Once, in a haze of cigarette smoke, nightclub names evoked the exotic worlds of black and white movies: El Morocco. Copacabana. Latin Quarter. Eden Roc.
Now it is 1990, and a super-cool authenticity is found in the detritus of late capitalism: a colossal warehouse of sweat and electronica whose only nod to ancient nightclub glory is the VIP room.
In the VIP room, the A-list slithers in, in all three sexes. A VIP party is taking place, but not an important VIP party, because VIP parties go on in the VIP Room every day. The party is in honor of a half-sister of Liza named Lorna who sings too. Except Lorna is nowhere to be seen. Maybe she doesn’t exist. Or maybe she does, but tonight she is just an imaginary theme, an excuse to hold a VIP party.
At any rate, the A-list slitherers don’t care. They wear their virulent strain of fashion as proudly as they wear the virulent strain of boredom that infects such events, and has since, oh, Max’s Kansas City. They all know each other. They show up in the same circles, parties such as this in places such as this. Parties are the office they go to every afternoon when they wake up.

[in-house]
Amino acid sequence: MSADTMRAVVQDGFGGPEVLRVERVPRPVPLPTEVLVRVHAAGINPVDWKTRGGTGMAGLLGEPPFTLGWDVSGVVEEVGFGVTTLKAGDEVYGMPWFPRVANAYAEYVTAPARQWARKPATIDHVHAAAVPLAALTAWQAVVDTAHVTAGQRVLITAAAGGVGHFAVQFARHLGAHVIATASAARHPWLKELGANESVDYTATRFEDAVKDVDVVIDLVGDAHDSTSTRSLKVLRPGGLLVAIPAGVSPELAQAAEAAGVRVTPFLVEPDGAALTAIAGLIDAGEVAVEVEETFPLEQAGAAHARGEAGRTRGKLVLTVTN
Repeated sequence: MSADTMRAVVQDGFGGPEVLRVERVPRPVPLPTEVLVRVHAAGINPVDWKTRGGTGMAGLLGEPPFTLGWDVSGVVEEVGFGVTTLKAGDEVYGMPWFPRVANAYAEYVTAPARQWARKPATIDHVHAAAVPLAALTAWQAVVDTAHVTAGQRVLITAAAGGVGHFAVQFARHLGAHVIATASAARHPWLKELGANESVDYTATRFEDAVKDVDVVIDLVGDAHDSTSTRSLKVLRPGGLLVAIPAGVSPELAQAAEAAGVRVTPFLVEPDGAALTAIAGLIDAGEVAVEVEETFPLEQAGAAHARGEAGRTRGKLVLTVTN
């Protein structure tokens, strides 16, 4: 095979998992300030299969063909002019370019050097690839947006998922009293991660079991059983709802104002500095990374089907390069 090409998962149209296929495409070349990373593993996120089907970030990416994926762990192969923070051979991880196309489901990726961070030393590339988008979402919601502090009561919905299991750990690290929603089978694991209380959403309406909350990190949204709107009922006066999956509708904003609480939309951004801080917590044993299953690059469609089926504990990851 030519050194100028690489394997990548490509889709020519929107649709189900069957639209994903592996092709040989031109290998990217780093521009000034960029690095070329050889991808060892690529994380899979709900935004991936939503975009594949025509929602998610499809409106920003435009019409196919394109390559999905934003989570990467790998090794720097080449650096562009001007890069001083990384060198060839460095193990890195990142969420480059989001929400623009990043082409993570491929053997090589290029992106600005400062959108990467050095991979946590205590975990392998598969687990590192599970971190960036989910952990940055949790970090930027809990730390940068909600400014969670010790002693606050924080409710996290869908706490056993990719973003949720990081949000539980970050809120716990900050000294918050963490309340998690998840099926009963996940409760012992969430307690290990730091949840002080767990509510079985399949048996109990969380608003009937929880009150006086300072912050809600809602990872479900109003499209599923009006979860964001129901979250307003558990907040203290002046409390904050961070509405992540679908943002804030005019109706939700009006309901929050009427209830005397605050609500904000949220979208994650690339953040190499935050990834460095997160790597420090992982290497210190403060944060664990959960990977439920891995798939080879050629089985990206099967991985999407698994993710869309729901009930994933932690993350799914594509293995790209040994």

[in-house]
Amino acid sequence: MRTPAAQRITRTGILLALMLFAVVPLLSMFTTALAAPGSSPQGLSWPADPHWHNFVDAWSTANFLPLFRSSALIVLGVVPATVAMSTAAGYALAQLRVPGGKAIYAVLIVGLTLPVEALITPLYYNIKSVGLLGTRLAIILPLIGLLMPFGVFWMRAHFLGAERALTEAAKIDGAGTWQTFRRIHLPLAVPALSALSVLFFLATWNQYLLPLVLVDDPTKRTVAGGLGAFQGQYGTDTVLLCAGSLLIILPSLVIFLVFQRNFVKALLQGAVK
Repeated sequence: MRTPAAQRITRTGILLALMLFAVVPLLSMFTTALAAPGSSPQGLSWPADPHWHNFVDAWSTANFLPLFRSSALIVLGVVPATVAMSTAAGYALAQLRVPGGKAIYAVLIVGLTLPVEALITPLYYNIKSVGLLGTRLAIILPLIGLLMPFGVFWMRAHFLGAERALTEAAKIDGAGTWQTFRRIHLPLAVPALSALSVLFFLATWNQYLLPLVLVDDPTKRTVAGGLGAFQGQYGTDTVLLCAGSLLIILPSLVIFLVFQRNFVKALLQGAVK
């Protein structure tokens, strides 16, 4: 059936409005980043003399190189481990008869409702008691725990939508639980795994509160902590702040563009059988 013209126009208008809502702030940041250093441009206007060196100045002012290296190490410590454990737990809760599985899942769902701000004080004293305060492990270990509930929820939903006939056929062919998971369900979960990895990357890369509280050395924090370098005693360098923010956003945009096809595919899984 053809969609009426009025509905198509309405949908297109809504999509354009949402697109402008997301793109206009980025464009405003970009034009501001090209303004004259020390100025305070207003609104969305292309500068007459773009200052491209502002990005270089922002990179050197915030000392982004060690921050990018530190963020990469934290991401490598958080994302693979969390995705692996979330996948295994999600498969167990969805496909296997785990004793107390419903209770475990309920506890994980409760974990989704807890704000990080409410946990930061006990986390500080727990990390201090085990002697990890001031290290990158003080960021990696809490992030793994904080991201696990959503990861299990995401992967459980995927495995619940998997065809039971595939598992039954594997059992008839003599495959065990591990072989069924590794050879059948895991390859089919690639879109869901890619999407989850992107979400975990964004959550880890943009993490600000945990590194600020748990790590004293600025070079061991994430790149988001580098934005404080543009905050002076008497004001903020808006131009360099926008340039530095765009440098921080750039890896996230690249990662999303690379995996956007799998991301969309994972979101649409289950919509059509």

The lesson of the A-list slitherers is that they are simply functionaries. Flunkies in a marketplace of meanings. Extras in a living commercial for this night club.
The Great Unwashed, whose money will soon be laundered, lays down cash at the door in exchange for a meaning: an experience of cool. The illusion of cool is created by the simple fact that an A-list exists and inhabits a VIP room they are not permitted to enter. Their own exclusion is the product guarantee of authenticity.
Meanwhile, up at the party, the exchange begins.
Lorna, the singing sister, couldn’t care less about the guests at her party, if she’s even there. She trades her slight frisson of fame for an infinitesimal boost to her career.
The slitherers couldn’t care less about Lorna, the singing sister. They trade their aura for a free place to conduct the business of being cool.
The owners of the nightclub couldn’t care less about the singing sister or the A-List. They trade some real estate and free drinks for a VIP room whose sole reason for existence is to create a class of people who won’t be allowed in.
The bridge and tunnel crowd have begun assembling outside the Tunnel, lining up on a desolate street to entrust their destiny to a doorman. Some will not merit being admitted into a club that will then not admit them to the VIP room.
Humiliation, desperation, crushing prices and decibels are the payment. The truth embedded in the proposition? Same as it was on the leopard-striped banquettes of El Morocco: Enchantment.